Not long after he was found to have amyotrophic lateral sclerosis (ALS), Paul Najarian lost his ability to speak. But that didn’t stop him from communicating his concern for his friends and family.
“Of all the things ALS does … losing his speech was really tough,” Peter Najarian said of his older brother. “He majored in dramatic arts at the University of California. He pursued acting in California after college and after he moved back to Minnesota. When friends would get together, we’d sit at a table and he was the ringleader. He’d sit in the middle and direct the conversation. As the ALS progressed, it got tougher.”
Paul Najarian, of Mendota Heights, died June 23. Najarian, who owned the Popeye’s Chicken franchise on Lake Street in south Minneapolis for more than 20 years, was 52.
“Paul was literally an owner/operator,” said Peter Najarian, an investment analyst for CNBC. “He was there and would run a cash register. But his health issues made it tough, and just recently he had sold the business.”
Despite the illness, Paul Najarian continued to stay connected with friends.
In December 2012, he visited his former college football teammate and roommate, who was going through some professional challenges.
“He always had something encouraging to say to me my first two seasons as a head coach,” Carolina Panthers coach Ron Rivera wrote in an e-mail. “He implored upon me to stick to my beliefs and never waver. I found strength in his words. But, when he told me he had ALS, I found even more strength. Here was my friend who was battling ALS, and he was imploring upon me to stay strong. That meant a lot.
“Upon seeing him for the first time with ALS I was stunned, I was even more taken by the fact that he had lost his voice. Paul had this big gregarious voice and laugh. It was gone, but not his spirit. He could only communicate by writing or trying to make hand gestures. I understood him for the most part and the one thing that stood out to me about him was he was worried about me. “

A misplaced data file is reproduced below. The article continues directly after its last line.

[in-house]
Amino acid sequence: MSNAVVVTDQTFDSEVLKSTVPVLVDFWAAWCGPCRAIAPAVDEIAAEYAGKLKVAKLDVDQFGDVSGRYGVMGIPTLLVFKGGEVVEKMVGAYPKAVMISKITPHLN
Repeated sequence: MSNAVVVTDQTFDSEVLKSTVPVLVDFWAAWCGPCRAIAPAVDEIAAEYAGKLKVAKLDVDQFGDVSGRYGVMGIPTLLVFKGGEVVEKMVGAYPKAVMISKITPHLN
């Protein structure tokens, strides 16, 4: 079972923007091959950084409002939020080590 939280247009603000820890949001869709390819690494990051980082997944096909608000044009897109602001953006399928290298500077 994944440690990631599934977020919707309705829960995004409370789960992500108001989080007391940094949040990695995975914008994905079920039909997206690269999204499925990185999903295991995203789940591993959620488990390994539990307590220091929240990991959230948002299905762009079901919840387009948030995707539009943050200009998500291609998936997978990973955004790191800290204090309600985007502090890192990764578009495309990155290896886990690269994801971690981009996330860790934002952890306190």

Rivera, who played in the NFL for nine seasons and is beginning his fourth season as Panthers head coach, added, “Paul and I were more than teammates. He and I were roommates our senior year. Over the years we stayed in touch throughout my playing and coaching careers. Paul was more than a teammate, roommate and friend, he was a Golden Bear. He was our brother. He is loved and missed.”
At California, Najarian, who attended Minneapolis Central High School, followed in the footsteps of his father, University of Minnesota transplant surgeon Dr. John Najarian, who played football for the Golden Bears in the late 1940s.
Paul Najarian and Rivera were teammates for four seasons. In their final two seasons (1982 and 1983), the Golden Bears were coached by former Vikings quarterback Joe Kapp.
In 1982, the Golden Bears defeated rival Stanford 25-20 in one of the most discussed college football games in history. The Golden Bears won on the final play of the game with a kickoff return that featured five laterals.
Peter Najarian said despite the illness, his brother also kept his sense of humor.
“We texted daily,” Peter Najarian said. “And, despite all the struggles, Paul still had an incredible sense of humor. I would tell my wife, ‘Paul just said the funniest thing ever.’ In the past few days I’ve gotten 500 calls, e-mails and letters. And they all say the same thing, ‘Paul always included everybody.’ That’s a great testament to him. He was one of the good guys.”
In addition to his brother Peter and father, Paul Najarian is survived by his wife, Julie, and children Sophia, Jackson and Isabella; mother, Mignette, and brothers Jon and David. Services have been held.